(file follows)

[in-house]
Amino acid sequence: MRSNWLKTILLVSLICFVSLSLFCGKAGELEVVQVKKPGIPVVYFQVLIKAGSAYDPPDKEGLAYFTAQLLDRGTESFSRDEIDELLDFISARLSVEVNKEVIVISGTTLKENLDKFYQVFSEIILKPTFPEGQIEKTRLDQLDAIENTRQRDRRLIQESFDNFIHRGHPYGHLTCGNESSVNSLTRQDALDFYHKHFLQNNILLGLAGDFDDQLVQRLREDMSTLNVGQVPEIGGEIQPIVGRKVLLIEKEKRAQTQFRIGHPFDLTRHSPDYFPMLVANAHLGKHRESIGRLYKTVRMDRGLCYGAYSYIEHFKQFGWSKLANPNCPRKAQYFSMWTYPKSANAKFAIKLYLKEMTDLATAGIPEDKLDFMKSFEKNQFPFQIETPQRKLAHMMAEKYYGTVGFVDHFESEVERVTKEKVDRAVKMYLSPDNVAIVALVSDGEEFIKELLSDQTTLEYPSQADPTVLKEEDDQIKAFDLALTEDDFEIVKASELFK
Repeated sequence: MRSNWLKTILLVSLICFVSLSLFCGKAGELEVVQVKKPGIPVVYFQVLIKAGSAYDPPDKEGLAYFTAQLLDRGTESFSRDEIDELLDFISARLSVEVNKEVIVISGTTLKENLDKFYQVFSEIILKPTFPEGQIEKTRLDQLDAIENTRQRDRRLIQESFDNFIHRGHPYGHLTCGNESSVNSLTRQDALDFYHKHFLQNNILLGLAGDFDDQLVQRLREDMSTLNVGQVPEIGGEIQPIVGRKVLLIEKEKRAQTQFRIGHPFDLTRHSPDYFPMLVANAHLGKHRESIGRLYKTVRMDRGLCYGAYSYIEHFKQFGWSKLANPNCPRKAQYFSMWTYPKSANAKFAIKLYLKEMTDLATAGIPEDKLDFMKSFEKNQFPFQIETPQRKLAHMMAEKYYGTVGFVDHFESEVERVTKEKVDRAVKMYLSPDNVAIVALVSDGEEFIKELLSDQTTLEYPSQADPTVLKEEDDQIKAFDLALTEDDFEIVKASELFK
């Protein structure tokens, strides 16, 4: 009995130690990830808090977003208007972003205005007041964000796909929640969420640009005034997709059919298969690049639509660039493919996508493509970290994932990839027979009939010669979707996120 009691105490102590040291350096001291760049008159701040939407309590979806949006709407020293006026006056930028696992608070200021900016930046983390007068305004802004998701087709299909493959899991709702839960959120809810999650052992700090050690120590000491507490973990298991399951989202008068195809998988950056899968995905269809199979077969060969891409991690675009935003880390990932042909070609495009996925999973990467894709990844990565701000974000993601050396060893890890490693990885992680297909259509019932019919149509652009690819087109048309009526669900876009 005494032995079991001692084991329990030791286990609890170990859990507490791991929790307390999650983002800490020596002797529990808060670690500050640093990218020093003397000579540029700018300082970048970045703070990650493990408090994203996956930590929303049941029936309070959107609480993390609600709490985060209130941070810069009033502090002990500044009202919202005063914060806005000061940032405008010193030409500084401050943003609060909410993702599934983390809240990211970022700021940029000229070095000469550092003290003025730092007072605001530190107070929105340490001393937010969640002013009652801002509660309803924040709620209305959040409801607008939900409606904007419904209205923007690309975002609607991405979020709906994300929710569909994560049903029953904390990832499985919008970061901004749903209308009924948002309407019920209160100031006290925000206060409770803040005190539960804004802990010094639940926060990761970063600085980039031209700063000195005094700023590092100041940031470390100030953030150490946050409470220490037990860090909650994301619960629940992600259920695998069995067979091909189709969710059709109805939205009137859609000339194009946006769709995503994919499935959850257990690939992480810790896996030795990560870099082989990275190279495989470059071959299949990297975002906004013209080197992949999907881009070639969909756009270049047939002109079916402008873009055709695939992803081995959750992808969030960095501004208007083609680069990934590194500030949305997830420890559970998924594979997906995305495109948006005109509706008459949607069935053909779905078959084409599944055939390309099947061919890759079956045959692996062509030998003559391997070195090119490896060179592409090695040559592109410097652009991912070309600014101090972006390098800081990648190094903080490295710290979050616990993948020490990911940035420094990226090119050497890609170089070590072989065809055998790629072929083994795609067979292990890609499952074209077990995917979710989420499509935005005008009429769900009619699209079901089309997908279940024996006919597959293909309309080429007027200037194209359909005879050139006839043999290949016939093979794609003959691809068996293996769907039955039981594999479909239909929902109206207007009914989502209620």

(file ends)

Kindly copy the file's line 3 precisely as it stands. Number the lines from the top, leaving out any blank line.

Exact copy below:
Repeated sequence: MRSNWLKTILLVSLICFVSLSLFCGKAGELEVVQVKKPGIPVVYFQVLIKAGSAYDPPDKEGLAYFTAQLLDRGTESFSRDEIDELLDFISARLSVEVNKEVIVISGTTLKENLDKFYQVFSEIILKPTFPEGQIEKTRLDQLDAIENTRQRDRRLIQESFDNFIHRGHPYGHLTCGNESSVNSLTRQDALDFYHKHFLQNNILLGLAGDFDDQLVQRLREDMSTLNVGQVPEIGGEIQPIVGRKVLLIEKEKRAQTQFRIGHPFDLTRHSPDYFPMLVANAHLGKHRESIGRLYKTVRMDRGLCYGAYSYIEHFKQFGWSKLANPNCPRKAQYFSMWTYPKSANAKFAIKLYLKEMTDLATAGIPEDKLDFMKSFEKNQFPFQIETPQRKLAHMMAEKYYGTVGFVDHFESEVERVTKEKVDRAVKMYLSPDNVAIVALVSDGEEFIKELLSDQTTLEYPSQADPTVLKEEDDQIKAFDLALTEDDFEIVKASELFK